NDT News

How Much Money Can I Make as an AWS CWI?

Have you decided to pursue an AWS CWI certification? If this is the case, you have probably spent countless hours doing your research to make sure you meet the requirements.

But of course, what you really want to know is how much money you can make as a CWI. If you want to know, keep reading this article.

What is a CWI?

Before you learn how much a CWI makes, you need to learn a little bit more about the nature of the work.

A CWI stands for a certified welding inspector. CWIs are essential to a variety of construction fields.

CWIs have a number of important responsibilities each day to ensure the quality of a construction project.

When working at a job site, CWIs have to inspect for a variety of things such as compliance with city and state laws, federal safety regulations, and company-specific guidelines.

When a construction project is in full swing, an inspector has to monitor the welding operations to ensure compliance to welding procedures.

If you want to become a CWI, you need 5 years industry experience if you have a high school diploma, if you do not have a high school diploma don’t fret, you can still become a CWI but will need more industry experience. It also helps to have a background in engineering, CWI prep courses, or a similar field.

The American Welding Society offers a certified welding inspector certification you can complete.

Reasons to Become a CWI

Aside from a substantial salary, there are other reasons why many people choose to become CWIs.

For starters, the benefits are great. When you're part of a company, you will receive health insurance, 401k, and other benefits.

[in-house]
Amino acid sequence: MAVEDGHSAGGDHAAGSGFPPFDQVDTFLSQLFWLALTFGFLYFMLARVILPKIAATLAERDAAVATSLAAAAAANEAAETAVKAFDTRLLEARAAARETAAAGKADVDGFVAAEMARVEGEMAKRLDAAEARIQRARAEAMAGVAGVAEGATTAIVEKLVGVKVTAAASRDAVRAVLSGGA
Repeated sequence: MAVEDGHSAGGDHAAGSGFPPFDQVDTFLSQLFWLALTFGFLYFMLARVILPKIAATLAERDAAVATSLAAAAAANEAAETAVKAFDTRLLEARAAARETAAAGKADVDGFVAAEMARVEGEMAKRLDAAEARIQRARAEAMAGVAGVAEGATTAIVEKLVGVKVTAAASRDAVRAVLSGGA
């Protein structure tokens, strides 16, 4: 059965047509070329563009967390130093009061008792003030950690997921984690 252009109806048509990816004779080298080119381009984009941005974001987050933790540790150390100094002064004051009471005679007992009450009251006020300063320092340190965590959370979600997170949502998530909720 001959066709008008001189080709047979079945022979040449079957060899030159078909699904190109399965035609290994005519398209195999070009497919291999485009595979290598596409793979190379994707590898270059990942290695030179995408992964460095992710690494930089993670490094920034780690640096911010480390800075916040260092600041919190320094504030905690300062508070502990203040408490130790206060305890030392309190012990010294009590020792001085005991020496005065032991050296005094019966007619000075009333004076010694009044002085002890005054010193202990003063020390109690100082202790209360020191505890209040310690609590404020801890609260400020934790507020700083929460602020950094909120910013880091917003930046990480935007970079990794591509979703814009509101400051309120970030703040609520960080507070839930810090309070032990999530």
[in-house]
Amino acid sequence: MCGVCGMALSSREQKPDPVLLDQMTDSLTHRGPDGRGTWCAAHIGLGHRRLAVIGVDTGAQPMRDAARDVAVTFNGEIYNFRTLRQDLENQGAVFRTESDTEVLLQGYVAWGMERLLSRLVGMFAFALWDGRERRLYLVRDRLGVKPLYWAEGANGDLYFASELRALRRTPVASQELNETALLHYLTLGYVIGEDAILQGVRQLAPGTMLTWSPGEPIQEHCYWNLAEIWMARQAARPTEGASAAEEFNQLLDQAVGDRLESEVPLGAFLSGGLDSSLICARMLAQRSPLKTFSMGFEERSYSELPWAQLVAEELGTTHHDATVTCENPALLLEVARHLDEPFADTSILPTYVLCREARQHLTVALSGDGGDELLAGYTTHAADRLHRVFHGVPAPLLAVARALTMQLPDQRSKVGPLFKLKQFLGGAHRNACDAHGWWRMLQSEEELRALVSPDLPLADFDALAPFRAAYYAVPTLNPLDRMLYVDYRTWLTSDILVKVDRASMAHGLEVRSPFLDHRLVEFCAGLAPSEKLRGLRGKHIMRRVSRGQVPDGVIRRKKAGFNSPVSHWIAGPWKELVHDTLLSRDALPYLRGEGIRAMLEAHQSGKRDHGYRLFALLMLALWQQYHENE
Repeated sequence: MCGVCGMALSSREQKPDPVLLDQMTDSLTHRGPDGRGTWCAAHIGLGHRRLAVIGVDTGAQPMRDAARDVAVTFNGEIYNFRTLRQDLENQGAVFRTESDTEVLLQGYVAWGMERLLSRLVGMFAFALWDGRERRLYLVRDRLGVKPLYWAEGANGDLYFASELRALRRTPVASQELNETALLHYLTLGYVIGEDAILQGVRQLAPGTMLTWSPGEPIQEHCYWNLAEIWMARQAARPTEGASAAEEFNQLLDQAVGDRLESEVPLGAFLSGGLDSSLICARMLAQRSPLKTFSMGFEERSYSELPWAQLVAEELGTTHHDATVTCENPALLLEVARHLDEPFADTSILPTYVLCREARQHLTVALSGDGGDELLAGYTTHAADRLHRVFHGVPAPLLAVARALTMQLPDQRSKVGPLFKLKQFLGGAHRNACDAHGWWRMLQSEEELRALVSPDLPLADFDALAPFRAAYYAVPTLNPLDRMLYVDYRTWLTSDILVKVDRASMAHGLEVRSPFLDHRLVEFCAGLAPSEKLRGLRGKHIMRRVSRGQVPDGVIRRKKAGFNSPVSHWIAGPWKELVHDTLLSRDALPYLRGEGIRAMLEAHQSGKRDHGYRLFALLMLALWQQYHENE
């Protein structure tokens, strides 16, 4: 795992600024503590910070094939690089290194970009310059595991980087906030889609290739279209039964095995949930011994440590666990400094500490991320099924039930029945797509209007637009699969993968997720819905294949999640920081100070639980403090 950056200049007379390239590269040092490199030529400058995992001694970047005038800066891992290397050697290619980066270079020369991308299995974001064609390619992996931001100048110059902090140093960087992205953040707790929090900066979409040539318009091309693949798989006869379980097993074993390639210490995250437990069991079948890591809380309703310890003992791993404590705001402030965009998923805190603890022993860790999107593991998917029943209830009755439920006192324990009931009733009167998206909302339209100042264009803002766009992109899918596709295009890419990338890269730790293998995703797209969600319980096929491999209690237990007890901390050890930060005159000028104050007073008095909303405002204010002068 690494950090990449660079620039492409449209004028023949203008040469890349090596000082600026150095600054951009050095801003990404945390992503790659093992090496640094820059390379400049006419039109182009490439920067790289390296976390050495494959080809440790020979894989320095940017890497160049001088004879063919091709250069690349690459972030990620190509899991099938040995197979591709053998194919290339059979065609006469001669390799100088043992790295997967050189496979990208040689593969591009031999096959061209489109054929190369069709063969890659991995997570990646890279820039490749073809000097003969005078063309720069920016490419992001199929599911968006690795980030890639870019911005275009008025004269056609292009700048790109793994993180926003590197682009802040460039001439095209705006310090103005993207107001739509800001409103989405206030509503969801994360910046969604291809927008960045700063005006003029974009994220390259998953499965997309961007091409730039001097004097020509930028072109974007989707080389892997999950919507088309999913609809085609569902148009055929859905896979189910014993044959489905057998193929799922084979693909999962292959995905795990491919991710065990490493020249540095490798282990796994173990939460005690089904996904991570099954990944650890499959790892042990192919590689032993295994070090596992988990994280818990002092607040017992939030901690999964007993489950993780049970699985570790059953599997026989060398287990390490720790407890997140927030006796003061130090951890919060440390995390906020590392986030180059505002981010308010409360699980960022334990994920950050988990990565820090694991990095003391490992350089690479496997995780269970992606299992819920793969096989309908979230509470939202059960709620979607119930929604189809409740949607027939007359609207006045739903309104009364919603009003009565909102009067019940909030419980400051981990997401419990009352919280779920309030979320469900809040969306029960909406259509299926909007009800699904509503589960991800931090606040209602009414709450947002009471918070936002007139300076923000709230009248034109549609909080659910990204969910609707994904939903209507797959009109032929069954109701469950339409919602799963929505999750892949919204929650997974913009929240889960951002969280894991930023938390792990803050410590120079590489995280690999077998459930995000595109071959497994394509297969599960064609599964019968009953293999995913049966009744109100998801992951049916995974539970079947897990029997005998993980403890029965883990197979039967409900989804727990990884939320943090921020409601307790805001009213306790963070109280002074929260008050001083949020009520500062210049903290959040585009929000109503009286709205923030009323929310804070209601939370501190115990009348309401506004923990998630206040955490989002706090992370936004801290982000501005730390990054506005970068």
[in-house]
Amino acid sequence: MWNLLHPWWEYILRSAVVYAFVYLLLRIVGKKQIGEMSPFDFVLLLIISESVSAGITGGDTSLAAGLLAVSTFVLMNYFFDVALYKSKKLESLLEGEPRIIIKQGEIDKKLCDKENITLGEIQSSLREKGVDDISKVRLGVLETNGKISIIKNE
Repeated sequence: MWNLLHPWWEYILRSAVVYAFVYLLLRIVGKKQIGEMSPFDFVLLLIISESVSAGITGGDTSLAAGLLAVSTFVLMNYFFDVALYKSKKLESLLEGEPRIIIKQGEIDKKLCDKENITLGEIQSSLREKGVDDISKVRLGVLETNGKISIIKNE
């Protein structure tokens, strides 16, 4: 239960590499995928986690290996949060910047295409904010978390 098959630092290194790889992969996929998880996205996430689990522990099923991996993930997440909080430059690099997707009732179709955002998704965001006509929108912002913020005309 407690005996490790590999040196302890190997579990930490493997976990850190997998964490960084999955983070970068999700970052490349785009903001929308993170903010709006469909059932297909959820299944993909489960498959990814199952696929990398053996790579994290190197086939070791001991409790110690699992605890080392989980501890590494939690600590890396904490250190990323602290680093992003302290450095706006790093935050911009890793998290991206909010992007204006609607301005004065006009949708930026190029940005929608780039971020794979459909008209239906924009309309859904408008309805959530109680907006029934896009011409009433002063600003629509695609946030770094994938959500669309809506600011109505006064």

If you don't like to stay put in one place, a CWI career might be the right move for you. Becoming a CWI will allow you more freedom and more travel opportunities to choose where you want to work.

Also, when you become a CWI, you never stop learning. You will get the opportunity to learn from professionals and develop your skills further.

How Much Does a CWI Make?

For a lot of people deciding on a specific career depends a lot on the salary. It's no different for CWIs.

The average salary for a CWI pays $72K a year, with overtime included. The hourly rate is about $26.64 an hour. Most reports show CWIs rack up an average of 17 hours of overtime a week.

The salary of a CWI has grown over the past few years. In 2013, the average salary was $58,000 a year. This number was an increase from $38,410 a year in 2012.

Of course, this salary varies by location. Some of the lowest salaries for a CWI reported were $44K a year in the state of Idaho.

Meanwhile, New York and DC have some of the highest salaries in the industry reported between $80k and 83K a year.

Becoming an AWS CWI: The Bottom Line

There's no doubt CWIs can make a decent salary. Salaries depending on location can range from $44K to $83K a year. Not to mention you'll receive competitive benefits and a chance to travel.

Are you interested in obtaining an AWS CWI certification? Look no further.

Let us help you pursue your career with our complete CWI exam prep course.

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Addressing The Nde Technician Shortage

6e9e288c d2af 4dcf af0f 1522571aac82 hAs Demand Outpaces Supply, the Oil and Gas Industry Looks for Creative Solutions

Ask anyone in the pipeline industry, and they’ll tell you there’s a serious shortage of non-destructive evaluation (NDE) technicians in North America. A combination of stronger regulations for legacy lines and new construction, plus a lengthy certification process, has created a situation where demand for technicians outpaces supply.

As the name suggests, NDE provides pipeline owner/operators with a way to validate inline inspection (ILI) findings and evaluate anomalies without the risk of further damage. NDE technicians use magnetic particles, radiography, and high-frequency sound waves to locate anomalies in pipelines. In addition, they can confirm the severity of those anomalies – and that helps operators prioritize repairs and reduce the need for costly multiple excavations.